Risk Evaluation and Mitigation Strategies (REMS) what you need to know in order to comply with FDA’s new requirements

June 1, 2009

What you need to know in order to comply with FDA’s new requirements :Risk Evaluation and Mitigation Strategies (REMS)

FDA compliance training will be valuable who are involved in the development of REMS and who are planning a submission and need to understand what might be required by FDA and how to comply and for those who have Risk Management Plans.

Learn here –

  • What is a REMS(Risk evaluation and mitigation strategies)?
  • What products are currently required to have a REMS(Risk evaluation and mitigation strategies)?
  • Where to start when writing a REMS(Risk evaluation and mitigation strategies)?
  • What department need to be involved in the preparation of a REMS(Risk evaluation and mitigation strategies)?
  • Without a REMS(Risk evaluation and mitigation strategies) guidance document …What format is FDA currently requiiring,?

Source: ComplianceOnline

Upcoming Pharma and biotech webinars/training

May 26, 2009

Check Pharma and Biotech webinars

Compliant GCP (Good Clinical Practice) Studies – Working with a CRO

Learn here

  • Steps to meet the sponsors requirements.
  • How to know – are GCPs being followed and is it documented.
  • Know the “relationships” – QA, Clinical and the CRO.
  • The Audit (aspects and specifics).
  • How to do an audit follow-up.
  • Post CRO Assessment – How

Objectionable Microorganisms: Considering the Risk

Learn here

  • What is an Objectionable Microbe?
  • Pathogens vs. Objectionables.
  • Just how objectionable is it?
  • Consider the risk.
  • Performing a risk assessment.

Advanced Topics in Good Documentation for GXPs

Learn here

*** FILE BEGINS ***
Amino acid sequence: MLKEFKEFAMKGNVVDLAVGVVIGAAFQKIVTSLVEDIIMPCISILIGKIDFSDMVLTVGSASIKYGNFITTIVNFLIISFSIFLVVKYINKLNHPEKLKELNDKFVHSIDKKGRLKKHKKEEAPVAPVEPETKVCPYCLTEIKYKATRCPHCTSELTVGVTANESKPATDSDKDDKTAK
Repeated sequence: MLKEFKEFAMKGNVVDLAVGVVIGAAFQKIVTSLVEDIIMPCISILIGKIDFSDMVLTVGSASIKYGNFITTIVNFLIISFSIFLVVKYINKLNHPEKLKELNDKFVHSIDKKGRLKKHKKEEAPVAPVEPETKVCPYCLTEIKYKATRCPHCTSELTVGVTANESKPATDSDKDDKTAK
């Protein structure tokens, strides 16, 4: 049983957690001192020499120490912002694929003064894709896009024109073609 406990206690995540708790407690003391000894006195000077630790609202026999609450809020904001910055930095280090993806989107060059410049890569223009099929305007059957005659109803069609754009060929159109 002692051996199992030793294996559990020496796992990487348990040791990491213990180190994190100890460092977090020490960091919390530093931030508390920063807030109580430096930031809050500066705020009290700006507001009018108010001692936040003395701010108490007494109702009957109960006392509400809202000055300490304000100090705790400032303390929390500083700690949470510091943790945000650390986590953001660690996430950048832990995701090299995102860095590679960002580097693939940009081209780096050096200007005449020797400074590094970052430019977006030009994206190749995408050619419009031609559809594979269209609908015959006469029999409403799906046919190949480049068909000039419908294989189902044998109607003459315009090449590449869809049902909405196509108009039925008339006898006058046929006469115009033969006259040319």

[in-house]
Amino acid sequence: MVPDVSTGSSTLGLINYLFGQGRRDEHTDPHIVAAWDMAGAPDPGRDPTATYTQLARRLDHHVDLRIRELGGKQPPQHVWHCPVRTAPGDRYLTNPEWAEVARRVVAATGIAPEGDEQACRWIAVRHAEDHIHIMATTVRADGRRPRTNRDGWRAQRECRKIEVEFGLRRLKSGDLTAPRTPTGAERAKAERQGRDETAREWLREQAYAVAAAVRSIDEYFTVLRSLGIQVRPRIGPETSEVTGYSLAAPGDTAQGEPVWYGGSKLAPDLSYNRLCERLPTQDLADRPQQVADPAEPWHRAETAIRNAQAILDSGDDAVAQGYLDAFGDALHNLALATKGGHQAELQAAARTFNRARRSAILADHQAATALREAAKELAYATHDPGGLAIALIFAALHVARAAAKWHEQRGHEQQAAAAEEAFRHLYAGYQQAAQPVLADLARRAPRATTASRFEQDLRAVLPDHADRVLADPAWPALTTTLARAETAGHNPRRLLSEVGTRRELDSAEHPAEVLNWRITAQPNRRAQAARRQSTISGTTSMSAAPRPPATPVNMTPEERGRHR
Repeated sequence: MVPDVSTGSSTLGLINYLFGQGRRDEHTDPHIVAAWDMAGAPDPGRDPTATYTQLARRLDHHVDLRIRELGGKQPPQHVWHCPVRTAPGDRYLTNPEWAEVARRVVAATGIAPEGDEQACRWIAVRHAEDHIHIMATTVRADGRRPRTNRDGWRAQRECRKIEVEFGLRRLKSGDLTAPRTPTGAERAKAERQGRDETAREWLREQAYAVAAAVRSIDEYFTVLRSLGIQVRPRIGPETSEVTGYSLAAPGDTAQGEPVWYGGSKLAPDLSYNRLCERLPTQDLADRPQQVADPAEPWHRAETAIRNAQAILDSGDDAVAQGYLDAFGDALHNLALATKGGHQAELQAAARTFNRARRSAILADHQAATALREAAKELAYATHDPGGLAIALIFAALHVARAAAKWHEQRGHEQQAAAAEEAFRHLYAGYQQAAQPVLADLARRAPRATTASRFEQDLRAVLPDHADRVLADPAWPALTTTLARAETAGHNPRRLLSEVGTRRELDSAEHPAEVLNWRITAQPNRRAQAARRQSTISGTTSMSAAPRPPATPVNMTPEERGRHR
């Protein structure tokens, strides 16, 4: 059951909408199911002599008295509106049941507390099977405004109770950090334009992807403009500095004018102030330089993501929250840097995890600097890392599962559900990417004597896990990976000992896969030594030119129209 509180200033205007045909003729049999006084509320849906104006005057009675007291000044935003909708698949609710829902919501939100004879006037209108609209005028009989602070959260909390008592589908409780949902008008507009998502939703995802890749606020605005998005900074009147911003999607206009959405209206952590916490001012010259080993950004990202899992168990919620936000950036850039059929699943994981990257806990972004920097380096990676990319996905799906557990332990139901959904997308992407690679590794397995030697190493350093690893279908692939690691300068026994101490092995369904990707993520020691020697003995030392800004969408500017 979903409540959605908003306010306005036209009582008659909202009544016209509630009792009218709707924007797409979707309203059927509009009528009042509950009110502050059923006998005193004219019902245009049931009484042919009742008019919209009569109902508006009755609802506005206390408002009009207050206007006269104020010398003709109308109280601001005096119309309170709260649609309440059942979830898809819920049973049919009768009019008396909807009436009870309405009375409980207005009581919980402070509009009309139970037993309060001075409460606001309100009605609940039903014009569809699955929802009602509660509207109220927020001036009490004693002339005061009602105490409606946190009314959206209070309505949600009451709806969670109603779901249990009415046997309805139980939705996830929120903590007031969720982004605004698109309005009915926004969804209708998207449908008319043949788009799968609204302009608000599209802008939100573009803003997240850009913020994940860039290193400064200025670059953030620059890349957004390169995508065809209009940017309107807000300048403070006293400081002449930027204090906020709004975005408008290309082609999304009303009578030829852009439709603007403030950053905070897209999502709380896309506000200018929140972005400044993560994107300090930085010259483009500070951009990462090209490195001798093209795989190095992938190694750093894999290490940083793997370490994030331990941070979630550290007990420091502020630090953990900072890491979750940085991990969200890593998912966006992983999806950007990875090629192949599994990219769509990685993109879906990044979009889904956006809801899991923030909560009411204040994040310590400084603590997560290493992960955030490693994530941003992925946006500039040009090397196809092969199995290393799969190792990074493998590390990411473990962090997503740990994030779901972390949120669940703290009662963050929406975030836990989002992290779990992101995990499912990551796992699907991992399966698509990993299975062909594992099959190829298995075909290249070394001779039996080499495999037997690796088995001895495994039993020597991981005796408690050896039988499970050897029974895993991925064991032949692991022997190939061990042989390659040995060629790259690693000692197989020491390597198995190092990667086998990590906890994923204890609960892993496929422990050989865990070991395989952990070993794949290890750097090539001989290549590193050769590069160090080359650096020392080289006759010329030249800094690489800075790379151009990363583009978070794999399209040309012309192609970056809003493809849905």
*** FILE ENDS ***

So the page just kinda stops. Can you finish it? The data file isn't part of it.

• The documentation practices that enhance study integrity, repeatability.
  • How to prevent 483 items related to data documentation.
  • The main documentation errors seen and cited by the FDA.
  • Why GLP serves as a good foundation for clinical studies, GMP, and even research.
  • Tips for documentation in lab notebooks.

Japanese PAL – JPAL Technical, cultural and language challenges when dealing with MAH, PMDA, Distributors and Customers

Learn here

  • Undertanding Japanese culture in context of JPAL.
  • Risk adversity in the MHLW, PMDA and filtering down to the MAH.
  • Language: Translations, interpretations and resulting gaps.
  • Technical differences – How to respond and persevere.
  • Culture differences – Sometimes we just have to go along.
  • Submission data – Best practices for common understanding.

Basics of testing associated with sterilization validation and routine processing

Learn here

  • What are the appropriate types of tests during sterilization validation.
  • What standards should be used for the testing.
  • What type of samples and sample sizes should be used.
  • What testing needs to be performed routinely.
  • What frequency of testing is recommended.
  • What methods can be used to reduce testing.

Source: ComplianceOnline

Water system compliance training/webinar

May 20, 2009

Check out upcoming list of Water system compliance training/webinar focuses on the factors that can lead to water system sanitization success as well as failure so that the user can not only devise workable sanitization approaches.

  1. Water System Compliance – Successful Sanitization Approaches for Trouble-Free Water Quality
  2. Water System Compliance – What Makes Water Systems Have Microbial Quality Problems
  3. Water System Compliance – Harmonizing Water Microbial Testing for Optimal Quality Control
  4. Water System Compliance – Understanding and Controlling Endotoxin
  5. Water System Compliance – Implementing Changes to a Validated System

Source: ComplianceOnline

Medical Device training / webinars

April 29, 2009

Check out for medical device trainings/webinars

1. Process Validation for Medical Device Manufacturers

This Process validation training will discuss the CDRH interpretation of the GHTF guidance and how manufacturers should develop Process Validation Plans and conduct production Process Validation.

2. Risk Analysis and Human Factors Engineering

The Risk analysis training will incorporates these techniques into the overall product lifecycle using the principles of ISO 14971 and how to develop an integrated program incorporating risk analysis and human factors engineering.

3. Basic Requirements for Steam Sterilizer Validation per ISO 17665

This Steam Sterilization training will review the general requirements for performing a steam sterilizer validation via the “overkill” half-cycle method as described in ISO 17665 (supersedes ISO 11134).